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Be Who You Are: Writers
Dec 10th, 2014 by Coral

Being a writer isn’t just an occupation. At least not the way I’ve seen it done. Being a writer is a way of life, a method of living. Writers see the world through a different lens than everyone else. Poets, short story, and novel writers alike all have a literary viewpoint of the world. Every writer has their own personal perspective, and they can share some of their enlightenment through writing. That’s what makes us special.

My being a writer affects how I live my day to day life, believe it or not. I carry a notebook and pen with me everywhere, I ask people how to spell their names and where their names come from when I hear cool ones. I take pictures of cool stuff so I can remember it later. I will drop what I’m doing to write down an idea, even just for a cool sentence, at any time of day. I have woken up in a cold sweat with poems that needed to be written down and lost sleep for them.

Sometimes, people tell me I should “Take a break” from writing, they want me to “live my life, stop stressing over your work.” Those people clearly don’t understand who I am, not quite.  I can’t just “take a break,” from being a writer. That’s preposterous! I could no sooner take a break from breathing! I can’t stop looking at the world the way I do, because that’s who I am.

Yes, people will think it’s weird. People won’t understand, may even ridicule you for your ways as a writer. But you know what? Don’t let them scare you, don’t let them get you down. Writers change the world. Writers capture history, emotions, legends and myth. What a painter does with color, we do with words.

Writing is an art. We, writers, are artists. We can do things no one else can, NO ONE else can write your story, or the story of your character. Do not let people heckle you into trapping all that inside you, give it release. Let the world see what wonders you are capable of.

In the past, I have been extremely self conscious about my writing. It took a long time for me to let other people read what I write, and I still sometimes have anxiety that people won’t like my stories. I have to remind myself that’s not what’s important. If I like it and think it’s good, that’s good enough for now. Eventually, if I try hard enough, other people will see what I see, and they  will feel what I feel, and experience my stories. I can get other people to taste my worlds, but only if I keep writing and let people read what I write.

That’s the writing thought for today. Keep being a writer, in everything you do!

Multitasking
Nov 25th, 2014 by Coral

Okay, here’s the writing tip for today. Do not do your serious writing while multitasking. Serious writing does take focus. It’s the reason I can’t get you a better bit for today, for which I am truly sorry, mind you. Because I have so much going on, I haven’t been able to sit down and write or really adequately brainstorm. Multitasking makes it very difficult to get anything done in your story and keep it comprehensive.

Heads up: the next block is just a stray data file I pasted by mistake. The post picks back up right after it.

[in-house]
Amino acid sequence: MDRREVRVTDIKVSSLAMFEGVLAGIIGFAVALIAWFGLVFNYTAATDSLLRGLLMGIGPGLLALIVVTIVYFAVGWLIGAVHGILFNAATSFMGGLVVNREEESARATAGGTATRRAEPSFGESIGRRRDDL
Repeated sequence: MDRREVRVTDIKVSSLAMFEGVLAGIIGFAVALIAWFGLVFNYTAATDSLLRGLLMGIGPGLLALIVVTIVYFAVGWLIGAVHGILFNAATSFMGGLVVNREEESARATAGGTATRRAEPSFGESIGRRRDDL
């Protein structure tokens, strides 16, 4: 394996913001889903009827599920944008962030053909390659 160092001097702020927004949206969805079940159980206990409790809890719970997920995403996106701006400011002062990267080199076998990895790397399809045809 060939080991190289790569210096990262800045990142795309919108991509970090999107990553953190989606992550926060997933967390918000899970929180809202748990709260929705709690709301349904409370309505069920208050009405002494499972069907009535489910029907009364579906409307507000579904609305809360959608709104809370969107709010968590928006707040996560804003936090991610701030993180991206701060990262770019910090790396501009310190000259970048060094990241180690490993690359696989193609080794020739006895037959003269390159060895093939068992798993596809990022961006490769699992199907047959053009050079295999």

Again, short stuff today, sorry, I swear, longer posts with more juicy stories and such are coming. They’re almost ready and I’ll get them over the break. That’s all for today, a warning against multitasking and writing, see y’all tomorrow!

Notice Stuff!!
Nov 20th, 2014 by Coral

Okay, so I’m a little crunched for time today, so my thought is short. Here it is.

Writers, when you are out and about in the world, you need to pay attention! All around you is material for your stories! We need to be the people that stop and smell the flowers, and notice the different ways the weather affects our surroundings, and how people treat each other and act, and, well, everything. We need to notice everything and think about it, it’s all part of the world, and that’s what you write about. A world, whether it’s this one or another, we, as writers, need to understand a worlds components.

 

Audience Appeal
Nov 19th, 2014 by Coral

Today I’m talking and thinking about my audience. And your audience, too. Audience is an important element to a writers success. You shouldn’t, however, tailor your story based off of what you think the audience wants. That will cause unnecessary grief on your part, with your characters being forced into situations un-befitting them and the story. No, see, your audience does not want you to predict their desire.

Typically, the audience wants to be surprised. They want you to throw out new ideas at them, new combinations and realizations and thought. Write for yourself, not the reader. You, the writer, are the most important part of the writing process. If you don’t like what you write, most likely no one else will, either. Treat it as though you are the only audience.

Up to a point, anyway. Don’t let the audience dictate what you write, instead, dictate what the audience feels. You will have to think about what the audience will be interested on occasion, and give thought to what they will understand, so that you don’t end up with a confusing mish-mash of ideas that only you take meaning from. Audience is the end result, so think about it as such. Take your writing in the present, focus on making it good, not making it “right.”